More than 2,000 journalists working for the BBC at centres across the UK have voted in favour of strike action in protest at planned reforms to their pension scheme.
Figures released last night by the National Union of Journalists reveal the extent to which its members are angered by management proposals to cap their pension contributions.
Of around 3,500 NUJ members at the BBC, 2,251 voted in the ballot with 2,107 (94 per cent) voting for strike action and 2,175 (97 per cent) voting for some form of industrial action short of a strike.
Jeremy Dear, NUJ general secretary, said: ‘The massive scale of this vote is unprecedented – it is a reflection of the wave of anger and sense of betrayal which has greeted the BBC’s attempted pensions robbery.
‘BBC management have an opportunity to avoid deeply damaging strike action by guaranteeing the value of pensions already earned and withdrawing their punitive and draconian proposals.’
The depth of resentment against reform plans more widely across the corporation was revealed earlier yesterday as the joint unions; Bectu, Unite and the NUJ revealed that 90 per cent of members that took part in ballots across the unions voted for a strike.
Bectu held three separate ballots of members at BBC Worldwide, BBC Studios & Post Production and of other union members in the corporation.
At BBC Worldwide, 50 per cent of Bectu’s members took part in the ballot with all voting for strike action, while at BBC Studios & Post Production, 48 per cent of members took part in the vote with 85 per cent voting for strike action.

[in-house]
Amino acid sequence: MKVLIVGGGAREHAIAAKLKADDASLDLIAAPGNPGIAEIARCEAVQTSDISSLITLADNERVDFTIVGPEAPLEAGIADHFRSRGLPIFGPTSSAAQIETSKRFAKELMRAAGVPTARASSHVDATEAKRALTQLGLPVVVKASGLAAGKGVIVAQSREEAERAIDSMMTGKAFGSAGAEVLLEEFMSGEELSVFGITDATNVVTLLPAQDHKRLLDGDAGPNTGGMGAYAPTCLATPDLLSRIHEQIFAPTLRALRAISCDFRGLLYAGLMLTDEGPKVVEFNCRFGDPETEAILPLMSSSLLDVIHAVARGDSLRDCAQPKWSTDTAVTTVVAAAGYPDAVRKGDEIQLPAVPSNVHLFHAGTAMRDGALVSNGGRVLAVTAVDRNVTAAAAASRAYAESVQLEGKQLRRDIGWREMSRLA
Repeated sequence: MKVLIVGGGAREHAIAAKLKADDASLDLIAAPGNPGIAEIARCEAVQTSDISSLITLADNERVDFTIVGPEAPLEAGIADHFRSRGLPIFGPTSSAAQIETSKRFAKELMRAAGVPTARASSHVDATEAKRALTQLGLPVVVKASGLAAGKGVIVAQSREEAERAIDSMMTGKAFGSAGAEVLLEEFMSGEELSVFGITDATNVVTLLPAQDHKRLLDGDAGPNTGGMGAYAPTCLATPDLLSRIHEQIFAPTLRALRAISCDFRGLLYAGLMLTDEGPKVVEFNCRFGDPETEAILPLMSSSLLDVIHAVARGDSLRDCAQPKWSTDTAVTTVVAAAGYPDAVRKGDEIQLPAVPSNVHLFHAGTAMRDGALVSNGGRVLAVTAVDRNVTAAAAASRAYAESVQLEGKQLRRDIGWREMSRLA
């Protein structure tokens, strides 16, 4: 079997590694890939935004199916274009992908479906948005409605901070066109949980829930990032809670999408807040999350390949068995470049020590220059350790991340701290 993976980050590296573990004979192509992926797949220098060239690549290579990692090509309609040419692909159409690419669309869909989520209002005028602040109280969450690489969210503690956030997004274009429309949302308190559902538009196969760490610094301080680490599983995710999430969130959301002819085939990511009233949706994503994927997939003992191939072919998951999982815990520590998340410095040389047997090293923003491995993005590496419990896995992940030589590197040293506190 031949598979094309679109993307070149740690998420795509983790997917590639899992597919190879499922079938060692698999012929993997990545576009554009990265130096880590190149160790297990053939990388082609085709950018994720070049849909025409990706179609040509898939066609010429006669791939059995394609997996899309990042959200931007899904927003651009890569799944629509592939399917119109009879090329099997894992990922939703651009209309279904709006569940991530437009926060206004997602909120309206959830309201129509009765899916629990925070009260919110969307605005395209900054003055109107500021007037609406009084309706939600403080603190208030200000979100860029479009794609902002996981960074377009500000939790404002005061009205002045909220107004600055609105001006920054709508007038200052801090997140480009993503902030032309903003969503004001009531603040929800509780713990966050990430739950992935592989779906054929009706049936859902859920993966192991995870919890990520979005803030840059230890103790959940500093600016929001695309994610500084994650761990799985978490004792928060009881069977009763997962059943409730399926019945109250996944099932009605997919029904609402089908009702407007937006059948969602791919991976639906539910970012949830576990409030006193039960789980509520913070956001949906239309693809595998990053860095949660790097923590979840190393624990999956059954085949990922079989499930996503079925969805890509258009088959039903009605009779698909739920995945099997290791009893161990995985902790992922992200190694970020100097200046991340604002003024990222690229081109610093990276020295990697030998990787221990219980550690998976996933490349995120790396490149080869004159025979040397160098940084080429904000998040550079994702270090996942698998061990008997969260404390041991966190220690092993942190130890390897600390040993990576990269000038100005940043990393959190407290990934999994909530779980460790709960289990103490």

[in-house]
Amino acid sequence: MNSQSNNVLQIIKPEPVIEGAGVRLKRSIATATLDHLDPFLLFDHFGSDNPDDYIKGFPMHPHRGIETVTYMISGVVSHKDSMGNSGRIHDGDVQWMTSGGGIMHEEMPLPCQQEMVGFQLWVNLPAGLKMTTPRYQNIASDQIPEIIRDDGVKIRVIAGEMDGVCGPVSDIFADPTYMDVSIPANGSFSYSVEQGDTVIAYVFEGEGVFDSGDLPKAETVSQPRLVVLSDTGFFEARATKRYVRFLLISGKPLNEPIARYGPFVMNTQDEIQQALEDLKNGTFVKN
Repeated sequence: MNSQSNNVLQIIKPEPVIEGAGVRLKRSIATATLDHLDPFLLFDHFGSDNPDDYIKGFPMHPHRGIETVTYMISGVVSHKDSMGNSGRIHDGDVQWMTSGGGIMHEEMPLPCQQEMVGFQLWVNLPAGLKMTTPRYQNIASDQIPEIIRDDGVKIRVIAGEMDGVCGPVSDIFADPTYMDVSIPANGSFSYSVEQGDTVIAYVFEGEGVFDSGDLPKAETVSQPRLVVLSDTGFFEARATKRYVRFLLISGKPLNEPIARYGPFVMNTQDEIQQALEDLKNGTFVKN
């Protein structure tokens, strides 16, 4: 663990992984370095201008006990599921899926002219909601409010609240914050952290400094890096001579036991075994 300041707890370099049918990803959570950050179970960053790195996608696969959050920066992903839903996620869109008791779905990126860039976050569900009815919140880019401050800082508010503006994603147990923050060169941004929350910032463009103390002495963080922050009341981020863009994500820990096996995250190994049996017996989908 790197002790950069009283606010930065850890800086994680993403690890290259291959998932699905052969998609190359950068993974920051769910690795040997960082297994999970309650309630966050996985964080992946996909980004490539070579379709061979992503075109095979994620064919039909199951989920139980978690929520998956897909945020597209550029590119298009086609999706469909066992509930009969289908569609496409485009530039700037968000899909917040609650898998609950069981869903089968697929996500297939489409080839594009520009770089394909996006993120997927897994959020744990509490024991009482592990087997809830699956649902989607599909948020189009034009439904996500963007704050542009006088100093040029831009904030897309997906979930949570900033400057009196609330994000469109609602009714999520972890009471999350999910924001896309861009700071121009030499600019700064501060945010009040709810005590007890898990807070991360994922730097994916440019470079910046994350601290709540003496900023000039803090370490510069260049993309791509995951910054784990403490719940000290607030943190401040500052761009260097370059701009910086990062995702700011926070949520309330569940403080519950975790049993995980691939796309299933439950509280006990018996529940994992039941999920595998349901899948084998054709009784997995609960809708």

The result of the third ballot – in which 57 per cent of Bectu’s remaining members took part – resulted in 90 per cent voting for strike action.
The actual number of people taking part in each of Bectu’s ballots was not revealed by the union.
It is understood that a final decision on strike dates will not be taken for a fortnight to accommodate talks with management on a new proposals which are expected to be made public by the middle of September.
The strike ballot came about after BBC managers revealed plans in June to tackle a £2bn deficit in the corporation’s pension fund by closing the staff defined benefit pension scheme to new joiners and capping contributions of existing members to just a one per cent increase per year from next April.
Staff, who at a meeting last month urged bosses to scrap the planned changes to the pension scheme, have also been upset by a below-inflation flat pay increase of £475 for staff paid up to £37,726 a year and pay-freeze for those earning more.
Unrest intensified after it was revealed in July that deputy director general Mark Byford had already amassed a pension pot worth £3.4 million.
Thompson attempted to curtail anger last month by proposing to scrap pension top-up payments made to senior executives, totalling around £1m each year.
The move is likely to see Thompson’s annual remuneration of £838,000 reduced by £163,000 annually – a drop of just below 20 per cent.
The BBC Trust previously indicated that senior staff had agreed to lose a month’s salary for each of the next two years. Thompson’s total remuneration next year would fall to around £600,000.
Thompson used his James MacTaggart Memorial Lecture at the Edinburgh TV festival last weekend to reveal how the corporation’s top brass would not be exempt from budgetary cutbacks.